For years Hyacinth Tucker of Bowie, Maryland, thought investing was for the rich. Also, it was “one of those things you put off because you just don’t understand it,” says the 36-year-old insurance agent and owner of a professional development training facility. But that all changed after Tucker learned she could tread softly into the market by signing up with an online brokerage firm.
So, in September 2010, Tucker opened a ShareBuilder.com account and began investing $50 a month in individual stocks and bonds, including Standard & Poor’s depositary receipts and iShares Barclays Aggregate Bond Fund. Her contributions now total $200 per month and her online account is valued around $3,000.
A novice investor, Tucker used the first six to eight months to get comfortable with making buy-and-sell decisions, relying on tools such as a profile-analysis feature that helped determine her risk tolerance. “They asked about my goals and how risk averse I was,” she says. ShareBuilder (a service of ING Direct) then gave her investment suggestions. By getting a feel for what makes the market move and how to use ShareBuilder to track high-performing securities, Tucker says her comfort level has increased substantially.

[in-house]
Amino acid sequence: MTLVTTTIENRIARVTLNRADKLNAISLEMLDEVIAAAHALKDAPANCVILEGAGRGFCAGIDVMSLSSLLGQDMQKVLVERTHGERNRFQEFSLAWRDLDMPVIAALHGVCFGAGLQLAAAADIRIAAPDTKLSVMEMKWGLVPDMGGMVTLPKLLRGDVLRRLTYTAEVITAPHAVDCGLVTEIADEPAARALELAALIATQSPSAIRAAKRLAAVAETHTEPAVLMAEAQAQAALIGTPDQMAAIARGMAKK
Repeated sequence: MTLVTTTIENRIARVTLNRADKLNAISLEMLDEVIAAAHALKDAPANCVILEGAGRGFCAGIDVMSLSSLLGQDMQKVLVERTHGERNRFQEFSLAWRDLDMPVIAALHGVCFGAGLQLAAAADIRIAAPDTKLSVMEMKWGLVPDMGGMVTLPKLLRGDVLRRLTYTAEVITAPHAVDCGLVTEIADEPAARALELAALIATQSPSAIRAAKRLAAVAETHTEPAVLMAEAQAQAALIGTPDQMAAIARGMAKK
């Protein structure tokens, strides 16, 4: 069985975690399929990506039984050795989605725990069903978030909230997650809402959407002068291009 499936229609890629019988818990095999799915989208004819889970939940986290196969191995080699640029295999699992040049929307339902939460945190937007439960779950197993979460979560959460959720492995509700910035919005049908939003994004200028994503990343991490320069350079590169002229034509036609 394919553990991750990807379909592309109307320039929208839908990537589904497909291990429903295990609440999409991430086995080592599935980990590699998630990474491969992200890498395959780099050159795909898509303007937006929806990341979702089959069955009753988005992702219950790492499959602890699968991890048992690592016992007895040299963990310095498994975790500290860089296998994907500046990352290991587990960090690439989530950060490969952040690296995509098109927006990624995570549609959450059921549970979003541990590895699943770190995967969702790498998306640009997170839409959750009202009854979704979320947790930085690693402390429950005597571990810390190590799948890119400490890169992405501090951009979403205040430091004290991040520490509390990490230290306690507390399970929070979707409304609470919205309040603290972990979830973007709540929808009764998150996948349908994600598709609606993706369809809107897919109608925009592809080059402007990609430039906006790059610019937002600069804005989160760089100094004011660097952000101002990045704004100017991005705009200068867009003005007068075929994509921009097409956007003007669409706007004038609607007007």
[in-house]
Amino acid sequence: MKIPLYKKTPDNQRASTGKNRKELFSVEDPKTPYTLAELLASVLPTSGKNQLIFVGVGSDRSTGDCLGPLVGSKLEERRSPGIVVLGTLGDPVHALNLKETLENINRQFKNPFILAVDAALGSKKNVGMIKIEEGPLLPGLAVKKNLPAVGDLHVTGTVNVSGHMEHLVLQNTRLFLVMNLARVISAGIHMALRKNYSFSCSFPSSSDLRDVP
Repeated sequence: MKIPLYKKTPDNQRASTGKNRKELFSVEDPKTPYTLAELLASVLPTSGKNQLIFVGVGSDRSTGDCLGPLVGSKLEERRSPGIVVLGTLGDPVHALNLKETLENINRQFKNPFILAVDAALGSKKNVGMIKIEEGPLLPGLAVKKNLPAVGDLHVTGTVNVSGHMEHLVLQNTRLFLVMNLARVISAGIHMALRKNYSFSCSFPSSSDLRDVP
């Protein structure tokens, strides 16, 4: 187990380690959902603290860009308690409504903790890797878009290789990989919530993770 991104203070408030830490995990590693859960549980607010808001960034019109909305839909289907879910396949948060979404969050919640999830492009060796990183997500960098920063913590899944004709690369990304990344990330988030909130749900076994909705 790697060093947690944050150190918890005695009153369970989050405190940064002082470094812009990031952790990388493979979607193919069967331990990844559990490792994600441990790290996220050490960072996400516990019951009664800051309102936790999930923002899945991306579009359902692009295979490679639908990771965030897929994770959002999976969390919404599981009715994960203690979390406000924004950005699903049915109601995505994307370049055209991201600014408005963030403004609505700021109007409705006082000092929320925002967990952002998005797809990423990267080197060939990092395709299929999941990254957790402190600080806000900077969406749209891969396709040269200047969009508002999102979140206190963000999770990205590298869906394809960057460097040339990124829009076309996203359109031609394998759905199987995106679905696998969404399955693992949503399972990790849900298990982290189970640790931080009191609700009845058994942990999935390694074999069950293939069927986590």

Like Tucker, many people think they don’t have enough money or knowledge to invest, but that’s often not the case. “An online platform will usually provide you with a lower cost or fee structure than would a full-service brokerage firm,” says M. Camille Winfrey, a financial solutions adviser with Merrill Edge, an self-directed online investing platform owned by Bank of America Merrill Lynch.
Moreover, online solutions typically provide access to extensive research and analysis, as well as tools to help you determine when to buy and sell.